ATLANTA -- New numbers from the State Road and Tollway Authority show a little more than one tenth of the drivers in the I-85 Express Lanes commit some kind of violation.
That's more than the 8-percent violation rate for the Georgia 400 tolls.
Figures just released by the tollway authority show in the first four months of operation the I-85 High Occupancy Toll lanes generated $757,000 for the state.
On average, about 20 percent of the drivers using the HOT lanes legally avoid paying a toll. Most of them qualify for toll exempt status because they're registered with the tollway authority and travel with three or more people in their vehicle.
However, another 12 percent are toll violators, according to SRTA spokeswoman Malika Reed Wilkins.
In February, roughly 12 percent of the 14,630 travelers in the toll lanes committed some kind of violation. That's down from an average of 25 percent between October and December when there was a grace period for violators.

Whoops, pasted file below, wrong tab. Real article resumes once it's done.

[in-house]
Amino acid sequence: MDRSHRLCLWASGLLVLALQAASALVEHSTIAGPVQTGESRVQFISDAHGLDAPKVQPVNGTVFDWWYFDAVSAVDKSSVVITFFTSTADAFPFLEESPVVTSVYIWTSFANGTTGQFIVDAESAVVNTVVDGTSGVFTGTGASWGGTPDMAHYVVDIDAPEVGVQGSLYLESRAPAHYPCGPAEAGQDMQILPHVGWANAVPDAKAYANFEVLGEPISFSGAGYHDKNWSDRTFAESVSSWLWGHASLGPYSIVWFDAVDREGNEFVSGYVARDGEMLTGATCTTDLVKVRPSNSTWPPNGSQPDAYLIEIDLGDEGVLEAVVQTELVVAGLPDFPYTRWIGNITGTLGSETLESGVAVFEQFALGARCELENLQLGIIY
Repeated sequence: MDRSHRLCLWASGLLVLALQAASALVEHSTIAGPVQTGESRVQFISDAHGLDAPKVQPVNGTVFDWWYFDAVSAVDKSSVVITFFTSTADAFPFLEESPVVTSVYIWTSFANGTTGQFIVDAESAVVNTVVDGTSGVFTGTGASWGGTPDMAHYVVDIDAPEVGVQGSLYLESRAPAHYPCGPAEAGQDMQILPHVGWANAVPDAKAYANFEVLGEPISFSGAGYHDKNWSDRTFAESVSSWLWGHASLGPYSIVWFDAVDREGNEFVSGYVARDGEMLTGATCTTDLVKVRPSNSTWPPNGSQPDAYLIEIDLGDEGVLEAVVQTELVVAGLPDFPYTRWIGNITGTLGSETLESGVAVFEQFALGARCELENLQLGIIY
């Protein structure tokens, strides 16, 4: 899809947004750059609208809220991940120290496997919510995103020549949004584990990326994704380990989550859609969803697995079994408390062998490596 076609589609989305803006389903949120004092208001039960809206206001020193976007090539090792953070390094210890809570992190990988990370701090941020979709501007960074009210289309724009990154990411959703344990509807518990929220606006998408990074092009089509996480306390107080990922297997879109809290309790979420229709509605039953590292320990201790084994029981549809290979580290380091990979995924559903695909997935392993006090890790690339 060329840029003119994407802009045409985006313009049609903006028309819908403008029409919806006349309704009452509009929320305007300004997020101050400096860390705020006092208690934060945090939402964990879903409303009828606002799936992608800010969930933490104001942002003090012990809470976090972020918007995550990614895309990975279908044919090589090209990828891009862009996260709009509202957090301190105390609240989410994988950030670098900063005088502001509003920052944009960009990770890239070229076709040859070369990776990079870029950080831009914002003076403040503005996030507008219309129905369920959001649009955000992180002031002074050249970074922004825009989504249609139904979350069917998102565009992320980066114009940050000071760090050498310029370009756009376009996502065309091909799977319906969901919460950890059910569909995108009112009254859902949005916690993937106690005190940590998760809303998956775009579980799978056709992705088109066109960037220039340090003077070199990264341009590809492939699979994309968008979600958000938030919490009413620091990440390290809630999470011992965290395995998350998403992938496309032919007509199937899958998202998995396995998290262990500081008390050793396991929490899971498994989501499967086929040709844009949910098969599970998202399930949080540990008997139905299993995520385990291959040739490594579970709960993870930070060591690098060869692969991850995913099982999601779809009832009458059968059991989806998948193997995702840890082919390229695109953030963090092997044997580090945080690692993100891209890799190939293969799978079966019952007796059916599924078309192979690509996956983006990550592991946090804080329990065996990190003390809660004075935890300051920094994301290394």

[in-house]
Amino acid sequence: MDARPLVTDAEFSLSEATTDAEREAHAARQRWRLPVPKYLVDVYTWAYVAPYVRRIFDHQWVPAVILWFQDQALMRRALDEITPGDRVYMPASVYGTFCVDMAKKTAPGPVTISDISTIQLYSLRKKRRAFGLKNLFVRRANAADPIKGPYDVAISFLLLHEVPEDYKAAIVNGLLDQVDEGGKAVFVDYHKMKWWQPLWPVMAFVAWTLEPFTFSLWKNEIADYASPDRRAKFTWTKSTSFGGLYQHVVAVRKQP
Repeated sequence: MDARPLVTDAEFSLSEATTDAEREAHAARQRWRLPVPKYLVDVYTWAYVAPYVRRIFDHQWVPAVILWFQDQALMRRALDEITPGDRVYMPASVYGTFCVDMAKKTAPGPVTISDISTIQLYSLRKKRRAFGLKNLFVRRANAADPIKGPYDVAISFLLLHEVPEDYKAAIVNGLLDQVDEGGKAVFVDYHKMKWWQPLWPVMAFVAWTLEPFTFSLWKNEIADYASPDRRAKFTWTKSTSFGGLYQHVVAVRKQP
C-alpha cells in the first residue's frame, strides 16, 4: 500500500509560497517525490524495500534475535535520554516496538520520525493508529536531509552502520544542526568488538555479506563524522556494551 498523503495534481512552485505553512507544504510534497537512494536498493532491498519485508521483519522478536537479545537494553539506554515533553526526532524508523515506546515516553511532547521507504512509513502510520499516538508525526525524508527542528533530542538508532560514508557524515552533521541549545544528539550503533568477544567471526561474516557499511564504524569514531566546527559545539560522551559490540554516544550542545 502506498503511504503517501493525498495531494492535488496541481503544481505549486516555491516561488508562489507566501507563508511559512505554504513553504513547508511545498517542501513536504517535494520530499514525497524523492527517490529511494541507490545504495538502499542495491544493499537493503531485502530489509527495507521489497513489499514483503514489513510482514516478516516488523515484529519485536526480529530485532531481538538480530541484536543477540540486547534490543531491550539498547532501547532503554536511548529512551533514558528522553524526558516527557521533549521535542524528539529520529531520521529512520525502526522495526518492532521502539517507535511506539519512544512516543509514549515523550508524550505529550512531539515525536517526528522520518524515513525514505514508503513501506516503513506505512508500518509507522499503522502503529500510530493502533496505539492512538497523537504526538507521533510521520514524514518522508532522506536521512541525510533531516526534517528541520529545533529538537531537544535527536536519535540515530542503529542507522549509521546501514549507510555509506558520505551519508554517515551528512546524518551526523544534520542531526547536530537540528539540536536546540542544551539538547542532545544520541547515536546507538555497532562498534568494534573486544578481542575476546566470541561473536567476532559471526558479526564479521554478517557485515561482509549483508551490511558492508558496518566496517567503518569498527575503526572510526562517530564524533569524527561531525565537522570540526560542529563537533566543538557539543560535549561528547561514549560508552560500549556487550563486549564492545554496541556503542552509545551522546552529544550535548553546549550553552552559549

Drivers who ride in the Express Lanes without a Peach Pass should now expect a bill in the mail. Each violation carries at lease a 25-dollar fine.
"Some days it's one right after the other," said Officer Thomas Bolomon, who patrols the I-85 HOT lanes for the Georgia Department of Public Safety. "Some days 50 cars can pass you without an alert."
Enforcement officers have infrared cameras mounted on their vehicles that read the tag numbers of cars in the HOT lanes. An alert tells an officer if a vehicle is registered for a free ride. If there are fewer than three people in the car, the officer knows he has a violator.
Drivers can violate toll regulations in several ways. Travelers must have a Peach Pass. There are also designated areas to enter and exit the lanes.
It's not yet known how much the state has made on violations.